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How Negative Stereotypes About Boys Affect Their Academics And Health

Photo Courtesy of Simon & Schuster

The negative stereotypes that boys face have a damaging effect on both their bodies and minds. Emma Brown, investigative reporter at The Washington Post, exposes these and more in her book "To Raise a Boy," available now from Simon & Schuster (a ViacomCBS Company).

"To Raise a Boy" is a searing investigation into how we teach boys to be men—and how we can do better. In this special selection from the book, Brown underscores why it's vital to encourage healthy relationships to academics for boys and dismantle negative stereotypes about them and their academic skills.

At stake in this debate is so much more than the toys boys play with. The stereotypes and pressures that boys face threaten their physical and mental health, their ability to navigate their inner lives and interpersonal relationships, and even their academic success.

Consider how boys are doing in school. The average boy lags behind the average girl in reading. Boys are more likely to drop out of high school and less likely to enroll in college. Journalists and activists have been calling attention to this "boy crisis" in education for two decades, attributing it to teaching styles ill-suited to boys and more generally to the assumption, among feminists and educators, that the students most in need of attention and help are girls.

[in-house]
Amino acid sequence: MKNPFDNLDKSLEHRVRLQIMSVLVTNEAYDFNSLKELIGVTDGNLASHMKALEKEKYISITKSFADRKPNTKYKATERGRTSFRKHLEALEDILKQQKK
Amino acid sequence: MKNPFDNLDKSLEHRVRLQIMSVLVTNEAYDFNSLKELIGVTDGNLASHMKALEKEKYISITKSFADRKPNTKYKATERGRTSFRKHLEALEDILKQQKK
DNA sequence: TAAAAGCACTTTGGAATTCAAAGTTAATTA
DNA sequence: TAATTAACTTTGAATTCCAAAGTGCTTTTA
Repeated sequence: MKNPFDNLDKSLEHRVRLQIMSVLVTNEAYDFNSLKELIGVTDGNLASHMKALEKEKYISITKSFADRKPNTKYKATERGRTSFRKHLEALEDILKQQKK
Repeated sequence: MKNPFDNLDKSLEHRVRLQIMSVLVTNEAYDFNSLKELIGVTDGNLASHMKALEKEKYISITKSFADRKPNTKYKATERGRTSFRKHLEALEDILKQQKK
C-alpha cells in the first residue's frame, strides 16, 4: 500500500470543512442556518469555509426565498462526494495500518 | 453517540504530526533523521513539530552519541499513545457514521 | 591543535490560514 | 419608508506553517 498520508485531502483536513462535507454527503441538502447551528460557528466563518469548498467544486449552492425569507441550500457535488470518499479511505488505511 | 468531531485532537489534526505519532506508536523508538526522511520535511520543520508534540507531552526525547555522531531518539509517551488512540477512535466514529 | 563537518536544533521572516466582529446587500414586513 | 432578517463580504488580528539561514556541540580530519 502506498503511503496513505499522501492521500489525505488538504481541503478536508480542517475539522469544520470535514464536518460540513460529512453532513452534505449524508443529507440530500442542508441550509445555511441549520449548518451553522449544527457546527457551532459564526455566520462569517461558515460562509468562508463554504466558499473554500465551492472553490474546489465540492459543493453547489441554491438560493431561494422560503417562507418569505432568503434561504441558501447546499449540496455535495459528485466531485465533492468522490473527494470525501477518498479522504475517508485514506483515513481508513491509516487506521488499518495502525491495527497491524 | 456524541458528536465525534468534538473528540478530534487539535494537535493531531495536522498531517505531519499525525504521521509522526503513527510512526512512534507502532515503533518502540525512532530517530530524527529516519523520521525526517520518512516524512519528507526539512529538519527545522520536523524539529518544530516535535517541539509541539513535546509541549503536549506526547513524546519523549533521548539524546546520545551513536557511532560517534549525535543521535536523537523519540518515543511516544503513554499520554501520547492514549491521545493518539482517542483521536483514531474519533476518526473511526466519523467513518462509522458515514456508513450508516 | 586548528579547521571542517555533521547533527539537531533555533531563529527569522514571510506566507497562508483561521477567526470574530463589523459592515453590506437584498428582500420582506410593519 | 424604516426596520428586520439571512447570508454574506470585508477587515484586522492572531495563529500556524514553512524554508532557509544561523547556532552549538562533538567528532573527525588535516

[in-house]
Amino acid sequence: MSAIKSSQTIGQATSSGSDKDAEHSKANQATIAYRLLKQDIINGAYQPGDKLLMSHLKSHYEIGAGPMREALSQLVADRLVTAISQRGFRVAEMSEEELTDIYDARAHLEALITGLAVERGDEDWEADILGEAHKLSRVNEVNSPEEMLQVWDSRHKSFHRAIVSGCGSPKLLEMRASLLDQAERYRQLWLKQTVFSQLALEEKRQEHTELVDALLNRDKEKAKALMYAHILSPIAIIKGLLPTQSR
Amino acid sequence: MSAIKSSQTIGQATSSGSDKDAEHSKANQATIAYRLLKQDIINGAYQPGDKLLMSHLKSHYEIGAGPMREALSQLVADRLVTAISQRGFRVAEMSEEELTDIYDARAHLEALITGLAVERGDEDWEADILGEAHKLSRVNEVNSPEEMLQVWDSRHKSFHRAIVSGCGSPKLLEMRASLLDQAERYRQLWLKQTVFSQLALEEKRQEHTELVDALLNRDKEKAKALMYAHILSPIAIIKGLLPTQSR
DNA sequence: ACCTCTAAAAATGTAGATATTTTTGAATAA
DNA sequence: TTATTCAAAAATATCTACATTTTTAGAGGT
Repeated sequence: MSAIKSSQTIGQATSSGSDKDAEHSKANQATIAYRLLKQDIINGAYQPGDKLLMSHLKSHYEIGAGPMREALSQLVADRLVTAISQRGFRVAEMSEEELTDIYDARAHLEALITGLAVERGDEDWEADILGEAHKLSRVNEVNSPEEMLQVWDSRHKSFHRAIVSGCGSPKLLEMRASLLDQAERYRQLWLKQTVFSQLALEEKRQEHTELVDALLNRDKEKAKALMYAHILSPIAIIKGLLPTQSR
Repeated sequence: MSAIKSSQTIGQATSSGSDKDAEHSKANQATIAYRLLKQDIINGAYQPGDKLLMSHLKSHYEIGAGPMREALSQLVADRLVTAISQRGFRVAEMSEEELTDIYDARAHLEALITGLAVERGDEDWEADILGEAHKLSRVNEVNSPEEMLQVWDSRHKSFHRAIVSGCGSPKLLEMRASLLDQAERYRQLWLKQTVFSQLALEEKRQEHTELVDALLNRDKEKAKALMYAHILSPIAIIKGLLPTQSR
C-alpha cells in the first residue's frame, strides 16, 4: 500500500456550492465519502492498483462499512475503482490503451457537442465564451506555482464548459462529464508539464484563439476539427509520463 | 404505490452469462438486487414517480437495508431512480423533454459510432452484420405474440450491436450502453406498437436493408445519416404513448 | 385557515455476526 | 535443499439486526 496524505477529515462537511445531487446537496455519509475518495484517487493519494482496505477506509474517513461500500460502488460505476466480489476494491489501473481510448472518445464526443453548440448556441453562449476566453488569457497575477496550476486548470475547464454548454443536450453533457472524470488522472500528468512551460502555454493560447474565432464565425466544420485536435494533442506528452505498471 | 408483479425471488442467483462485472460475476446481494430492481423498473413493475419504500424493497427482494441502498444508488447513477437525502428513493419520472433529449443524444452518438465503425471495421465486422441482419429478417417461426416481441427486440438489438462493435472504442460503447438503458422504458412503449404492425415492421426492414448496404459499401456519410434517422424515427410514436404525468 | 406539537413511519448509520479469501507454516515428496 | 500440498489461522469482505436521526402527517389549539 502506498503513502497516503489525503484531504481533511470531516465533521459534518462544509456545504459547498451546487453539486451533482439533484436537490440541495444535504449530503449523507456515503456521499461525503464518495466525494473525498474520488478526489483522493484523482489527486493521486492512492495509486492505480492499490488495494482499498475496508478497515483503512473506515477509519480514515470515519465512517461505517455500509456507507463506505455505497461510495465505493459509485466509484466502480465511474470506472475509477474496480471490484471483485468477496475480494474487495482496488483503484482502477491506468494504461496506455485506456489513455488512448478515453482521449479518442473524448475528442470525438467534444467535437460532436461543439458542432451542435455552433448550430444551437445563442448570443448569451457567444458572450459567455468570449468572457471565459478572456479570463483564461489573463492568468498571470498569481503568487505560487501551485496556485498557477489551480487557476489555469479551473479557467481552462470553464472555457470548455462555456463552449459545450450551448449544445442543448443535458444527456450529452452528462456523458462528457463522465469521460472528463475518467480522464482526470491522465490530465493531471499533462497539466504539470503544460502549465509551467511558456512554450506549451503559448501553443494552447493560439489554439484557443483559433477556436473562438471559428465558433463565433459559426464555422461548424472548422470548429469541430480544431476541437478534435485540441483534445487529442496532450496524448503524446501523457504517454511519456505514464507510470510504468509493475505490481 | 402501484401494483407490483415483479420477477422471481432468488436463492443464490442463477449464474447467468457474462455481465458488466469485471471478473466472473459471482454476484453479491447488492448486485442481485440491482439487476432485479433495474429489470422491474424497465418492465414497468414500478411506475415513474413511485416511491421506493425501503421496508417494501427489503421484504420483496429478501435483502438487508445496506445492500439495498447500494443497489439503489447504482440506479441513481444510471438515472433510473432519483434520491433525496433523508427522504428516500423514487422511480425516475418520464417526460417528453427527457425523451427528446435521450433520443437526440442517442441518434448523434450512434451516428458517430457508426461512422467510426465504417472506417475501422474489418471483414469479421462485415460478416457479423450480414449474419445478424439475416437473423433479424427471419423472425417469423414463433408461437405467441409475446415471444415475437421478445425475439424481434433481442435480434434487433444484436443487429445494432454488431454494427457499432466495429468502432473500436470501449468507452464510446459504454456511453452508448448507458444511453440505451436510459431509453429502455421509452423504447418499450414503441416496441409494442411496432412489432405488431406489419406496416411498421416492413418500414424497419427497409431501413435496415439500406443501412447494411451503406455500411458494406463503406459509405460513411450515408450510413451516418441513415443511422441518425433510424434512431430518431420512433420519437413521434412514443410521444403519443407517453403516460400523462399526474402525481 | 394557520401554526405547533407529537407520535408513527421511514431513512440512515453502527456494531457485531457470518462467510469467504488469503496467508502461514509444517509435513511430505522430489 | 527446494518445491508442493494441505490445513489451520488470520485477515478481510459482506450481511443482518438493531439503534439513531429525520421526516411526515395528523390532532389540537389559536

But research suggests that boys are limited in part by the commonly held belief that girls are better than boys at reading. In classrooms, where many children firmly believe that stereotype, boys have less confidence in their own reading skills, less motivation to read, and weaker reading skills, according to a longitudinal study that tracked more than fifteen hundred students as they moved from the fifth to sixth grades. A stereotype about boys in this case became a prophecy.

The results of that study show that to help our sons succeed, we have to wage a war on the assumption that boys are naturally less skilled at reading. While we are at it, let's take on and destroy the rest of the negative assumptions that people carry around about boys: they're violent, dirty, impolite, unfeeling, disengaged. These are damaging, destructive generalizations that have a real impact on our sons.

Excerpted from "To Raise a Boy" by Emma Brown. Copyright © 2021 by Emma Brown. Used by permission of the publisher. All rights reserved.

Emma Brown is an investigative reporter at The Washington Post. In her life before journalism, she worked as a wilderness ranger in Wyoming and a middle school math teacher in Alaska. She lives with her husband and two children in Washington, DC.

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